Again, this is not a problem unique to TSW. I've played plenty of games in which jumping and uneven surfaces were problematic at times. This is due to a discrepancy between the generally more intricate visual details of the game world vs the generally much simpler polyhedrons used to calculate collisions in the game environment ("hitboxes"). Hitbox Dissonance affects everything in this list, really.
Overall, I would say that combat in TSW is on par with most other MMOs I have played. Having said that, I do have my issues with it. Though I still consider it one of my favorite games, I haven't played TSW in quite a while because I developed an extreme dislike of the AEGIS system the devs implemented with Issue 9 ("The Black Signal") and the Tokyo zones, making an already fairly long per-mob time-to-kill even longer.
A Looonnnnggg Time to Kill
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  1. I very much agree, with one exception: i learned that the Aegis system is not that bad once you got into it. By now you can just go to the auction house and buy some low level ae capacitors, which makes everything with Aegis much easier to handle.

    It's still inconvenient in some fights, but that's intended to make the fights a bit more interesting, in general use it's not that bad once you have a reasonable percentage of damage converted to Aegis damage. (My personal impression, of course. )

    [Next to that, if you need support in game, just let me know, although from all i gathered our shedules are quite different and meeting might only work on weekends. ]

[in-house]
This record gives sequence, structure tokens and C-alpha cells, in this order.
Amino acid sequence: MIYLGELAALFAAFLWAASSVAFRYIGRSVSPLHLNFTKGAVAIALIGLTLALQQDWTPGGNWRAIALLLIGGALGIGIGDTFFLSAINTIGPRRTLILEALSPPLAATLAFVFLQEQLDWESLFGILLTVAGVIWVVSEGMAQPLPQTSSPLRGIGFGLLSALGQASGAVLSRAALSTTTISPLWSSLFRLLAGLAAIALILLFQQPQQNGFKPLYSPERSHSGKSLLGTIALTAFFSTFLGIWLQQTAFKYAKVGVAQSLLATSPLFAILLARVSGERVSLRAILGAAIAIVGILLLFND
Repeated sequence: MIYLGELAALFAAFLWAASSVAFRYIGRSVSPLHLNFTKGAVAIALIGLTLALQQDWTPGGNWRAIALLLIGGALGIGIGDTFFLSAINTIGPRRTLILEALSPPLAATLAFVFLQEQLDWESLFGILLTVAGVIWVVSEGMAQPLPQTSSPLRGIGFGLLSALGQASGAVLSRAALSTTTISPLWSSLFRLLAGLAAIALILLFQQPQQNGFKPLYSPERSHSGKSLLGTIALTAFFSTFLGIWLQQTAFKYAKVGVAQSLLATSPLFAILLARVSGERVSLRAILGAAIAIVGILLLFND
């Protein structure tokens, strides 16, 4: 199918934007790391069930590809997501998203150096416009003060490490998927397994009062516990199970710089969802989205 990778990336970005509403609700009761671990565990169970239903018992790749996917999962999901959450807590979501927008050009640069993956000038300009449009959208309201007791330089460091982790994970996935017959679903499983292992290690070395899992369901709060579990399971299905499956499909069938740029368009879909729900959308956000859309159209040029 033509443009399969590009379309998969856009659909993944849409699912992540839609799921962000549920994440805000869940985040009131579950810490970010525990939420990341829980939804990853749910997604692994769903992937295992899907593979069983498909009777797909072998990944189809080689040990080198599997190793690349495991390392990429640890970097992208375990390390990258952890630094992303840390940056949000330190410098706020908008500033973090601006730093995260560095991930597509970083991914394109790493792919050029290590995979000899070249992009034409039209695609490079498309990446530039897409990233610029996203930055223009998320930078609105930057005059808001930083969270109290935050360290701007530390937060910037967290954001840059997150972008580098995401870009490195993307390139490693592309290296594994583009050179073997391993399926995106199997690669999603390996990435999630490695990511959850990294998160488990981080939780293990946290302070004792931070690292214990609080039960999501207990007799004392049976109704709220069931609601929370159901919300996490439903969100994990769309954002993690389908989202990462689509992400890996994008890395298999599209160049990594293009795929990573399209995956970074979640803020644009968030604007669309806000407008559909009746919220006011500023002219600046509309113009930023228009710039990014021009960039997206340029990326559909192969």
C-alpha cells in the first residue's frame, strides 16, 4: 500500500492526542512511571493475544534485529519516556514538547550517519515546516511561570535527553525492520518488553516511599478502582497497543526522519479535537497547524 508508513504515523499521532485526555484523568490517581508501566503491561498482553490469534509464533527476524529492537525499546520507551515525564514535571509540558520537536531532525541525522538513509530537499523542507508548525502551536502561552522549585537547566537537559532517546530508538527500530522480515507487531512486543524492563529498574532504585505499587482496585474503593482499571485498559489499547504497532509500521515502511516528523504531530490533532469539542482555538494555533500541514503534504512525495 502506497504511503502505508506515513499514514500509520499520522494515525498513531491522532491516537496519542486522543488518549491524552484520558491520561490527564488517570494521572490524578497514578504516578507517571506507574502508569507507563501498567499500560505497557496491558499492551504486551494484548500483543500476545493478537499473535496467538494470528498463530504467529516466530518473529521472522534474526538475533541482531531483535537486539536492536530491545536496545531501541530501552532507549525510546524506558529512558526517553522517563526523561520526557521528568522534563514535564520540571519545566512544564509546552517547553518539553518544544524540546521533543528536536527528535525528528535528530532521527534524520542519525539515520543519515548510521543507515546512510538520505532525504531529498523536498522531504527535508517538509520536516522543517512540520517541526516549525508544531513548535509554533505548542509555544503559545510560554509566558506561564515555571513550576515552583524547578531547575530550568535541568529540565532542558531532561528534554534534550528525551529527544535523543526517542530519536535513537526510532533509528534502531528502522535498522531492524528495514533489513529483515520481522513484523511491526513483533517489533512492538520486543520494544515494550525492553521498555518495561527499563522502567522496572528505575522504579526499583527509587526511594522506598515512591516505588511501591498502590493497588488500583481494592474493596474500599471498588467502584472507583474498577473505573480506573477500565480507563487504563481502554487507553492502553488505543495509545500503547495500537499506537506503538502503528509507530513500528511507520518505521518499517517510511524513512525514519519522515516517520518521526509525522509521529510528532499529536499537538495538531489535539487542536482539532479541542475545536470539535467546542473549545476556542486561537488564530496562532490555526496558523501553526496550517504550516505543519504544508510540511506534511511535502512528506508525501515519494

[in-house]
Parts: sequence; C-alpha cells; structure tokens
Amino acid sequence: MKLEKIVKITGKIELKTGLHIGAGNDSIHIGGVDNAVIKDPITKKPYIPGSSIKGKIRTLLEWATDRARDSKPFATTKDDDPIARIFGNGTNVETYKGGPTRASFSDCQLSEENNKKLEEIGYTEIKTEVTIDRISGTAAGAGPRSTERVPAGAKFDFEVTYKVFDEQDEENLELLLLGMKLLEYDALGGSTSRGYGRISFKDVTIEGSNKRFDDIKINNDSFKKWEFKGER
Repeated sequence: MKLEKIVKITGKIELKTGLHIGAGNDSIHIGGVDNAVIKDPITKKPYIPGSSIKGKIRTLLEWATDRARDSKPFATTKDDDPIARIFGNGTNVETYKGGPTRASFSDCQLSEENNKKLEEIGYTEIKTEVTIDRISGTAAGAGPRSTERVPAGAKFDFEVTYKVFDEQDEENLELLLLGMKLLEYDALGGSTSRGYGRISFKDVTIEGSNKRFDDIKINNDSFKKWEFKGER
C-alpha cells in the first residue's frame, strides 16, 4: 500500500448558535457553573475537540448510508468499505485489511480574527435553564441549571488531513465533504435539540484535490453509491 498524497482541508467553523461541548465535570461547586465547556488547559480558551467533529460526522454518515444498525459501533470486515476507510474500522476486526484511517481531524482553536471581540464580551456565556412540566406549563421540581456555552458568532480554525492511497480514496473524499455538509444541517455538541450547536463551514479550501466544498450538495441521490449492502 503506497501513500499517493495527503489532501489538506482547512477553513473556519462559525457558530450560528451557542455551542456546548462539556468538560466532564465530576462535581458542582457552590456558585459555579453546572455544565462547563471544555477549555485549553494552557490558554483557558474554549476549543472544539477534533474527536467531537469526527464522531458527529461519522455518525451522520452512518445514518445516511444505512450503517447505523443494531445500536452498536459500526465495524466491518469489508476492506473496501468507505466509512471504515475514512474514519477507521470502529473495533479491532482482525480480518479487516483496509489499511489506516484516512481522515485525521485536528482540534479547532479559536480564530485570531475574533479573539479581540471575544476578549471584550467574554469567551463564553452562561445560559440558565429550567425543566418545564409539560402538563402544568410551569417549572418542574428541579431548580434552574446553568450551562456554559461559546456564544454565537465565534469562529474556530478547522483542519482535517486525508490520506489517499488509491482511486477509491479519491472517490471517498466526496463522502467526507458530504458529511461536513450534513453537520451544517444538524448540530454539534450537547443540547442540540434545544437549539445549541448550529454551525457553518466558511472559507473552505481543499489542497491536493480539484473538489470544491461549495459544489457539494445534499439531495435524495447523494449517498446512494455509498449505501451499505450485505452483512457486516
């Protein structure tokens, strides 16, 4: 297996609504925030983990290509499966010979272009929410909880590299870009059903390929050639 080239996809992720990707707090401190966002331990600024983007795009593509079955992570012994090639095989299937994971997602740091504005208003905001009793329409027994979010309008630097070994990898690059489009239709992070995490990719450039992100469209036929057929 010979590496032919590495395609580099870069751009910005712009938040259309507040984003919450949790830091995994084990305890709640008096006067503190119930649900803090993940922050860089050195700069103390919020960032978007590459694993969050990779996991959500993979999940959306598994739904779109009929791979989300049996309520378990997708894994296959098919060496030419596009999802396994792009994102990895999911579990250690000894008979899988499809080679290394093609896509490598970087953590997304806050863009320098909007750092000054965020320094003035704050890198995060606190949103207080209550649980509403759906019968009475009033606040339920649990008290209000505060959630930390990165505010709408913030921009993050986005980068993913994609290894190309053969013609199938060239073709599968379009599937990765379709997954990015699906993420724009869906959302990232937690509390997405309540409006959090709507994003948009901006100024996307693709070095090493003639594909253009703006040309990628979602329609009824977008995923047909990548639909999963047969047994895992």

1. Thanks. I appreciate the offer. Admittedly, I quit in a fit of pique. Right now, I am hot and heavy in SWTOR, getting ready for the expansion at the end of the month.

  2. I never really cared about comments of "floaty", "no feedback", "lack of impact", etc, which some also apply to my favourite MMO GW2.

    When comparing GW2 combat with TSW, I prefer GW2 and I have to say that the main difference between both in mechanic terms is (or was last time I played TSW) the lack of auto-attack in TSW.

    I put it down simply to the animations style - in GW2 I feel like the character movement is fluid and natural while in TSW it always seems that the character is made of two different sections - the torso and the legs - that aren't in sync with each other. Actually the arms sometimes move a bit weird in relation to the rest of the character.

    I don't know, it is clearly something that can be qualified as subjective but alas it detracts from my fun.

    1. The animations can be be a bit odd at times. But I've found that to be the case in many MMOs. I agree though, GW2 is a gorgeous game.

    2. What you describe i actually see in SWtoR. When i started that game, i also was highly active in Mechwarrior Online and found it amusing that i found the mechs movement in MWO to be way more organic than in SWtoR. All characters in SWtoR are animated like battlemechs, with the waist being a turning disc and the torso and legs operating completely independent from each other.

      That being said, this actually is true for all MMOs which allow combat actions while moving, the difference is mostly how the animations look like. And truth to be told, the animations themselves in GW2 also are not better than those in TSW, the difference is that GW2 flashes you with bright effects for every other ability, covering up the omnipresent animation issues.

  3. For me, it feels less "impact"-ful than say WoW or GW2 because the health bar just doesn't feel like it correlates to the buttons I press. When I launch a fireball in other MMO's it feels like when it hits, there is impact to the health bar. Sometimes the enemy will flinch or get knocked back or what have you, but the main impact I feel is lacking in TSW is to the health bar.